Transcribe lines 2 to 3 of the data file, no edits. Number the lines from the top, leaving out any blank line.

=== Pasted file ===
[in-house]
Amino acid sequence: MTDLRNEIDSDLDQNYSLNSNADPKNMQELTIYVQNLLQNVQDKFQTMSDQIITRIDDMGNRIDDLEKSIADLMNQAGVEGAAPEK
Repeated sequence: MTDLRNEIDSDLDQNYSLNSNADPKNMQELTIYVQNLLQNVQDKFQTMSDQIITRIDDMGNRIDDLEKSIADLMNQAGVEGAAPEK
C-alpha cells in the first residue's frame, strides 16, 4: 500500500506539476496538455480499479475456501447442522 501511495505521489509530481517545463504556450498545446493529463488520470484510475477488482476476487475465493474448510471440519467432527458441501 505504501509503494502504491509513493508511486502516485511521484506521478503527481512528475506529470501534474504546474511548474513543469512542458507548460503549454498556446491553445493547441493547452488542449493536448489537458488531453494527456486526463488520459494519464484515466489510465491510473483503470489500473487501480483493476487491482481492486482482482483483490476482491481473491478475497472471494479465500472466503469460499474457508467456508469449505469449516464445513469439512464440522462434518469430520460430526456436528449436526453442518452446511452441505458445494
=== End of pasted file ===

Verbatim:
Amino acid sequence: MTDLRNEIDSDLDQNYSLNSNADPKNMQELTIYVQNLLQNVQDKFQTMSDQIITRIDDMGNRIDDLEKSIADLMNQAGVEGAAPEK
Repeated sequence: MTDLRNEIDSDLDQNYSLNSNADPKNMQELTIYVQNLLQNVQDKFQTMSDQIITRIDDMGNRIDDLEKSIADLMNQAGVEGAAPEK